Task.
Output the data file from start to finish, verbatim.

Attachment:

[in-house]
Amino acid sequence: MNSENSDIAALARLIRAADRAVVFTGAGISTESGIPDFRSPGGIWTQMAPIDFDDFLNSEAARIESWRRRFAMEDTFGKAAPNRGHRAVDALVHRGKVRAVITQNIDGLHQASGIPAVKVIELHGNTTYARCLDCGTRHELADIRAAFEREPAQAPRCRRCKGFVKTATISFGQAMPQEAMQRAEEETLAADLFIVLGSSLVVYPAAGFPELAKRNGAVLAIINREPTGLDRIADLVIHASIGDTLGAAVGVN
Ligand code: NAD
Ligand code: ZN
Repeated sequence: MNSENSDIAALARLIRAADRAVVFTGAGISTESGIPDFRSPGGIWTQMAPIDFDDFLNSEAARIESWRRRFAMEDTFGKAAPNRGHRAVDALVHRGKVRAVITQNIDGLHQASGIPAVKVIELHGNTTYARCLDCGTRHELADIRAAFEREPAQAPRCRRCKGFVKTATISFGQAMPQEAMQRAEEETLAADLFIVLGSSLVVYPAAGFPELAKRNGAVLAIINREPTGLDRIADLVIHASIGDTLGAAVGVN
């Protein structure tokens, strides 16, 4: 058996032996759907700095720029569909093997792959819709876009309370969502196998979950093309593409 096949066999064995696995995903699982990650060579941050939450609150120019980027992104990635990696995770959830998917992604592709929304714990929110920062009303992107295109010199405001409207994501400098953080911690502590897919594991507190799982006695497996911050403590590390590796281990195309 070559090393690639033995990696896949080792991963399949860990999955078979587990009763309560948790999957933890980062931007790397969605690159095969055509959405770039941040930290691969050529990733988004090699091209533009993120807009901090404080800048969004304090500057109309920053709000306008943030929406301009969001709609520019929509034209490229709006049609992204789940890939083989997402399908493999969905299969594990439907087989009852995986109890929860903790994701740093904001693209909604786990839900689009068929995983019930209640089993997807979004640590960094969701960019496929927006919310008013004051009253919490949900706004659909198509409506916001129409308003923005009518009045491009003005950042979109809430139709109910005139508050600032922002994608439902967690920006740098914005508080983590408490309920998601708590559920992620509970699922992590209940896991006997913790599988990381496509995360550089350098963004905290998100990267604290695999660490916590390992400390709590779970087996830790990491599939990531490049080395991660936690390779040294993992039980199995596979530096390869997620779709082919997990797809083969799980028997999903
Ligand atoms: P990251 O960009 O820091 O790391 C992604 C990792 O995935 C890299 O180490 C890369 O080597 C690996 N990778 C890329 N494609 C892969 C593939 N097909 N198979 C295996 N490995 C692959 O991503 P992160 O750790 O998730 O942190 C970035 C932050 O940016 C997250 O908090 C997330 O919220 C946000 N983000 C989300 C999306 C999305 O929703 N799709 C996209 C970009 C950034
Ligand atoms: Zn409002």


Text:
[in-house]
Amino acid sequence: MNSENSDIAALARLIRAADRAVVFTGAGISTESGIPDFRSPGGIWTQMAPIDFDDFLNSEAARIESWRRRFAMEDTFGKAAPNRGHRAVDALVHRGKVRAVITQNIDGLHQASGIPAVKVIELHGNTTYARCLDCGTRHELADIRAAFEREPAQAPRCRRCKGFVKTATISFGQAMPQEAMQRAEEETLAADLFIVLGSSLVVYPAAGFPELAKRNGAVLAIINREPTGLDRIADLVIHASIGDTLGAAVGVN
Ligand code: NAD
Ligand code: ZN
Repeated sequence: MNSENSDIAALARLIRAADRAVVFTGAGISTESGIPDFRSPGGIWTQMAPIDFDDFLNSEAARIESWRRRFAMEDTFGKAAPNRGHRAVDALVHRGKVRAVITQNIDGLHQASGIPAVKVIELHGNTTYARCLDCGTRHELADIRAAFEREPAQAPRCRRCKGFVKTATISFGQAMPQEAMQRAEEETLAADLFIVLGSSLVVYPAAGFPELAKRNGAVLAIINREPTGLDRIADLVIHASIGDTLGAAVGVN
């Protein structure tokens, strides 16, 4: 058996032996759907700095720029569909093997792959819709876009309370969502196998979950093309593409 096949066999064995696995995903699982990650060579941050939450609150120019980027992104990635990696995770959830998917992604592709929304714990929110920062009303992107295109010199405001409207994501400098953080911690502590897919594991507190799982006695497996911050403590590390590796281990195309 070559090393690639033995990696896949080792991963399949860990999955078979587990009763309560948790999957933890980062931007790397969605690159095969055509959405770039941040930290691969050529990733988004090699091209533009993120807009901090404080800048969004304090500057109309920053709000306008943030929406301009969001709609520019929509034209490229709006049609992204789940890939083989997402399908493999969905299969594990439907087989009852995986109890929860903790994701740093904001693209909604786990839900689009068929995983019930209640089993997807979004640590960094969701960019496929927006919310008013004051009253919490949900706004659909198509409506916001129409308003923005009518009045491009003005950042979109809430139709109910005139508050600032922002994608439902967690920006740098914005508080983590408490309920998601708590559920992620509970699922992590209940896991006997913790599988990381496509995360550089350098963004905290998100990267604290695999660490916590390992400390709590779970087996830790990491599939990531490049080395991660936690390779040294993992039980199995596979530096390869997620779709082919997990797809083969799980028997999903
Ligand atoms: P990251 O960009 O820091 O790391 C992604 C990792 O995935 C890299 O180490 C890369 O080597 C690996 N990778 C890329 N494609 C892969 C593939 N097909 N198979 C295996 N490995 C692959 O991503 P992160 O750790 O998730 O942190 C970035 C932050 O940016 C997250 O908090 C997330 O919220 C946000 N983000 C989300 C999306 C999305 O929703 N799709 C996209 C970009 C950034
Ligand atoms: Zn409002």